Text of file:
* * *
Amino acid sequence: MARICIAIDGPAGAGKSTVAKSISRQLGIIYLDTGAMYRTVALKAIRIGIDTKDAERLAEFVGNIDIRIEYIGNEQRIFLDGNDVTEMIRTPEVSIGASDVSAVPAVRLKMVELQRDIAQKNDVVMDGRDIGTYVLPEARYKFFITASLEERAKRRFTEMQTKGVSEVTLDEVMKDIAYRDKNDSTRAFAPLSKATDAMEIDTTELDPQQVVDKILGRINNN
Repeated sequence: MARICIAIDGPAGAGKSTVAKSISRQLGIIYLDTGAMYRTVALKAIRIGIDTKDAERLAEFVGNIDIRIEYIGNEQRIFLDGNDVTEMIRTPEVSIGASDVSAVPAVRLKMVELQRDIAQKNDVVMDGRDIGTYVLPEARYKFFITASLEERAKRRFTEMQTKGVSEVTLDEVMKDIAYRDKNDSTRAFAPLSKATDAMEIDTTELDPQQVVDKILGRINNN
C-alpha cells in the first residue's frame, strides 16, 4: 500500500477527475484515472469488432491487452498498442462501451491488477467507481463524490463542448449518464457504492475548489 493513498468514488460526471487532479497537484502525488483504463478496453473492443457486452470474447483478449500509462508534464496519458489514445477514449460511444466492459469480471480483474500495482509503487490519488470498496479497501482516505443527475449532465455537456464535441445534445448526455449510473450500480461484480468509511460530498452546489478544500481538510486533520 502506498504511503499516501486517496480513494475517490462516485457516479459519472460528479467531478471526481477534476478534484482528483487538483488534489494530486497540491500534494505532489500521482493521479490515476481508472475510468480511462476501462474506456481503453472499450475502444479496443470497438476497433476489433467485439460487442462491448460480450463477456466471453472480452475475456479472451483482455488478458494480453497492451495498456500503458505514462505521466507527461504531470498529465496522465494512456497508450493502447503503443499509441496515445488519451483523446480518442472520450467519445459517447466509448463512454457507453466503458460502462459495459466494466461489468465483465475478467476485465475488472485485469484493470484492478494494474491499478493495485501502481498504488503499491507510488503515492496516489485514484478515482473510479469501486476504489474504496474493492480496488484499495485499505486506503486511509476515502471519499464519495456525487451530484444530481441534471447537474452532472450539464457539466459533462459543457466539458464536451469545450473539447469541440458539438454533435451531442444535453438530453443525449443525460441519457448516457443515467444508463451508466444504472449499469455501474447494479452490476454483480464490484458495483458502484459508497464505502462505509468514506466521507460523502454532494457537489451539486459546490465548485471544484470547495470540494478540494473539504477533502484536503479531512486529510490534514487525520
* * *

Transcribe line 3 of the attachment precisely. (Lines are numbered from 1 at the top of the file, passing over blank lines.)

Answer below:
C-alpha cells in the first residue's frame, strides 16, 4: 500500500477527475484515472469488432491487452498498442462501451491488477467507481463524490463542448449518464457504492475548489 493513498468514488460526471487532479497537484502525488483504463478496453473492443457486452470474447483478449500509462508534464496519458489514445477514449460511444466492459469480471480483474500495482509503487490519488470498496479497501482516505443527475449532465455537456464535441445534445448526455449510473450500480461484480468509511460530498452546489478544500481538510486533520 502506498504511503499516501486517496480513494475517490462516485457516479459519472460528479467531478471526481477534476478534484482528483487538483488534489494530486497540491500534494505532489500521482493521479490515476481508472475510468480511462476501462474506456481503453472499450475502444479496443470497438476497433476489433467485439460487442462491448460480450463477456466471453472480452475475456479472451483482455488478458494480453497492451495498456500503458505514462505521466507527461504531470498529465496522465494512456497508450493502447503503443499509441496515445488519451483523446480518442472520450467519445459517447466509448463512454457507453466503458460502462459495459466494466461489468465483465475478467476485465475488472485485469484493470484492478494494474491499478493495485501502481498504488503499491507510488503515492496516489485514484478515482473510479469501486476504489474504496474493492480496488484499495485499505486506503486511509476515502471519499464519495456525487451530484444530481441534471447537474452532472450539464457539466459533462459543457466539458464536451469545450473539447469541440458539438454533435451531442444535453438530453443525449443525460441519457448516457443515467444508463451508466444504472449499469455501474447494479452490476454483480464490484458495483458502484459508497464505502462505509468514506466521507460523502454532494457537489451539486459546490465548485471544484470547495470540494478540494473539504477533502484536503479531512486529510490534514487525520